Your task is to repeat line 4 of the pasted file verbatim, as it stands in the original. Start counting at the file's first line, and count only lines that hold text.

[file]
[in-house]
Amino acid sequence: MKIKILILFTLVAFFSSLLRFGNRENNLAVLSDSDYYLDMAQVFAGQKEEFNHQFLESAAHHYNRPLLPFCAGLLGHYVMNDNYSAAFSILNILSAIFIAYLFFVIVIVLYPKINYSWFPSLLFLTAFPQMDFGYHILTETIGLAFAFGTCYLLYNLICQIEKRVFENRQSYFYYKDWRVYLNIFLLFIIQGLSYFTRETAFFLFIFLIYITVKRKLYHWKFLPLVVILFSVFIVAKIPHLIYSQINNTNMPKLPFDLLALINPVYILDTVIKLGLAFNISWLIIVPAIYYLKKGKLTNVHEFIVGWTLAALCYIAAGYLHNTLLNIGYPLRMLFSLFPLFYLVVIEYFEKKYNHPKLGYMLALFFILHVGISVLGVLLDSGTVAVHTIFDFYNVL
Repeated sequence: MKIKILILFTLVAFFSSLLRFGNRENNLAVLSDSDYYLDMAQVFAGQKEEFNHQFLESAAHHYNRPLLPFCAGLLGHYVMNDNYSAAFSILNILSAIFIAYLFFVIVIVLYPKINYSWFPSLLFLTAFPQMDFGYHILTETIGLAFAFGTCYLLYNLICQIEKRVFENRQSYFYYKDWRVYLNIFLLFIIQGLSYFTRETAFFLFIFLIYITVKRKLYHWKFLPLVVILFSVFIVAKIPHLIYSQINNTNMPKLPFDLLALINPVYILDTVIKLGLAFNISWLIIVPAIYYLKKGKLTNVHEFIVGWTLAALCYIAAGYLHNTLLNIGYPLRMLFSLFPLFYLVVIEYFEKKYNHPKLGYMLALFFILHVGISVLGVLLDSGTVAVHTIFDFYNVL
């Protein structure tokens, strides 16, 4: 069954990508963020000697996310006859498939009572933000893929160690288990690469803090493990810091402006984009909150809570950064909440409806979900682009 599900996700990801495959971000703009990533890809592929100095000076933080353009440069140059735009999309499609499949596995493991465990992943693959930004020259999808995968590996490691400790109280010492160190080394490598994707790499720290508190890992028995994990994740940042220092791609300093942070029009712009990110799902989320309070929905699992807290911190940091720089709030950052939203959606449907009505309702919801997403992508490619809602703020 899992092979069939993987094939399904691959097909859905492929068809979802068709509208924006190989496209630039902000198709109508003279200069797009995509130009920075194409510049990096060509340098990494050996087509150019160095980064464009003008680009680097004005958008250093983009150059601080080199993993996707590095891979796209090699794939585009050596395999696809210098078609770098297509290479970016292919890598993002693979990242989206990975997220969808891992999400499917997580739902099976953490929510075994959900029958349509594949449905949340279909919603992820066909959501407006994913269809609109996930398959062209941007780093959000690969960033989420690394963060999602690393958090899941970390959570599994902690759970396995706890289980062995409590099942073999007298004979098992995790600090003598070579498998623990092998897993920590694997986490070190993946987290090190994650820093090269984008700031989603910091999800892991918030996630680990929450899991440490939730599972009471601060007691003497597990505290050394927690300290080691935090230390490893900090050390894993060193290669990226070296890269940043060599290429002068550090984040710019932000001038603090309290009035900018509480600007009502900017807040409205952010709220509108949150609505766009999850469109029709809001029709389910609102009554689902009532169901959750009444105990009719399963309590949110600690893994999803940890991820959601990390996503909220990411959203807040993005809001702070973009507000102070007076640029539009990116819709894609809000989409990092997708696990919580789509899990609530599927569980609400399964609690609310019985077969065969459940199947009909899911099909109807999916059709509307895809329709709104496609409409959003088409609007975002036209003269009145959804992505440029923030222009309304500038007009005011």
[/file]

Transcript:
């Protein structure tokens, strides 16, 4: 069954990508963020000697996310006859498939009572933000893929160690288990690469803090493990810091402006984009909150809570950064909440409806979900682009 599900996700990801495959971000703009990533890809592929100095000076933080353009440069140059735009999309499609499949596995493991465990992943693959930004020259999808995968590996490691400790109280010492160190080394490598994707790499720290508190890992028995994990994740940042220092791609300093942070029009712009990110799902989320309070929905699992807290911190940091720089709030950052939203959606449907009505309702919801997403992508490619809602703020 899992092979069939993987094939399904691959097909859905492929068809979802068709509208924006190989496209630039902000198709109508003279200069797009995509130009920075194409510049990096060509340098990494050996087509150019160095980064464009003008680009680097004005958008250093983009150059601080080199993993996707590095891979796209090699794939585009050596395999696809210098078609770098297509290479970016292919890598993002693979990242989206990975997220969808891992999400499917997580739902099976953490929510075994959900029958349509594949449905949340279909919603992820066909959501407006994913269809609109996930398959062209941007780093959000690969960033989420690394963060999602690393958090899941970390959570599994902690759970396995706890289980062995409590099942073999007298004979098992995790600090003598070579498998623990092998897993920590694997986490070190993946987290090190994650820093090269984008700031989603910091999800892991918030996630680990929450899991440490939730599972009471601060007691003497597990505290050394927690300290080691935090230390490893900090050390894993060193290669990226070296890269940043060599290429002068550090984040710019932000001038603090309290009035900018509480600007009502900017807040409205952010709220509108949150609505766009999850469109029709809001029709389910609102009554689902009532169901959750009444105990009719399963309590949110600690893994999803940890991820959601990390996503909220990411959203807040993005809001702070973009507000102070007076640029539009990116819709894609809000989409990092997708696990919580789509899990609530599927569980609400399964609690609310019985077969065969459940199947009909899911099909109807999916059709509307895809329709709104496609409409959003088409609007975002036209003269009145959804992505440029923030222009309304500038007009005011």